But much like her Young Money teammate Drake, Nicki’s high points on Queen are shrunken by her inability to be an effective editor. The album is gravely long-winded, to a point that makes listening feel like an exercise by the time you reach the halfway point. And it’s not just the album in total, many of the songs could easily be shaved in half. “Chun Swae” with Swae Lee could have been one of Queen’s best had it not unnecessarily ran for over six minutes. It’s so long that when the song nears its end, Nicki begins to thank her fans as if the song was the album’s outro. It’s like a joke she’s not even in on.
The promise of streaming numbers suggests otherwise, but for the sake of quality, one has to imagine that (ridiculously long) rap albums can’t continue to exist just for chart placement. And when placement isn’t the priority, the prospect of breaking the internet is what seems to be exciting established artists the most. But, how is this sustainable? Are we going to continue supporting flash-in-the-pan releases just so we can get fire tweets and gifs off for the timeline? Maybe this is just how all media will continue to move as longevity feels less and less important to consumers. But something should be learned from artists like J. Cole, Cardi B, Jay Rock, and Travis Scott—artists who stole the show this spring and summer by treating their albums with care and driving home a cohesive theme. One has to wonder if artists like Nicki Minaj and her royal peers are paying attention to the playing field around them and noticing the strongest efforts are not coming from who they are supposed to be coming from.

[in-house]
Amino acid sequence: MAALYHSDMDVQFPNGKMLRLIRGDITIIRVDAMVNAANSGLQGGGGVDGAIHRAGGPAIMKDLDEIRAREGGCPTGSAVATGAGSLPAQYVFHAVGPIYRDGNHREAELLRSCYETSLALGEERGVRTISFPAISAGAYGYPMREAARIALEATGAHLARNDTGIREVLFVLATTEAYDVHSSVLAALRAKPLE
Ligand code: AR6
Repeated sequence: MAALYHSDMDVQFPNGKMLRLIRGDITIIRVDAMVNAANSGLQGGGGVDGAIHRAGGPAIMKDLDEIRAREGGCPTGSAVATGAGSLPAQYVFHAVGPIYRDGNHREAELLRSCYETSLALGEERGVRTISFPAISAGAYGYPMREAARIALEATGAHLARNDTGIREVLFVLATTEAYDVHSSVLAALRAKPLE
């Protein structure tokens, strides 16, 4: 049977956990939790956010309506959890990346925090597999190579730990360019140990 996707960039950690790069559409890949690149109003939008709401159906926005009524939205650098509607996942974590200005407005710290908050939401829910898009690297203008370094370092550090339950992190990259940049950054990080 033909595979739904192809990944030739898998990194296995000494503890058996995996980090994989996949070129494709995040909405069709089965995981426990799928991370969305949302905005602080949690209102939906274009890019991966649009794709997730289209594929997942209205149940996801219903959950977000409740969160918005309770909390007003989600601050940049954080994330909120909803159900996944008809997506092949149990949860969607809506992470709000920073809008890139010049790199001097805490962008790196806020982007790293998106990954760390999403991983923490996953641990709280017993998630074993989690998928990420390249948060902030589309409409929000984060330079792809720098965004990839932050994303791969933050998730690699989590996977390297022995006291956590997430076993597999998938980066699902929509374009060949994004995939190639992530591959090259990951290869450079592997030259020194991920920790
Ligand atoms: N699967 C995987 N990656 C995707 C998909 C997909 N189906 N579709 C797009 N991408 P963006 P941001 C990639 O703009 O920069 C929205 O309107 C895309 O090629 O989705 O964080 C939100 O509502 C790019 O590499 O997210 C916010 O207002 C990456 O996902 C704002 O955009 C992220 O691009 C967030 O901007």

On the whole, Queen is fine. But for an artist who is deservingly regarded as one of the genre’s best, there are some real obstacles one would have to maneuver around to prove that this album stacks up to Minaj’s perceived position on the rap food chain. The runtime is a challenge within itself, but having to spend 67 minutes listening to songs that very rarely prove to have any connective tissue makes Queen drag and it places Nicki’s effort square with the performances from a substantial chunk of her contemporaries throughout this summer.
There is a shift happening in hip-hop right now in which the titans we rarely witnessed make missteps for the majority of this century are needing to go back to the drawing board and recalculate how they will present themselves now that a generation of rappers born in the early-to-mid 90s are considered as OGs to the youth. What artists like Minaj and Kanye West have had tucked in their back pockets for over a decade is that their outlook and opinion were so influential among the young people that engaged them, that their art was bolstered almost as a byproduct. Just being a part of whatever moment they orchestrated felt like something necessary for the consumer. But as time moves on and they become more removed from what unconsciously excites the masses, it’s curious to ponder what they will have left if they don’t pull it together. Moments are fleeting, and the more our most celebrated artists chase them, the more their work will render the same results.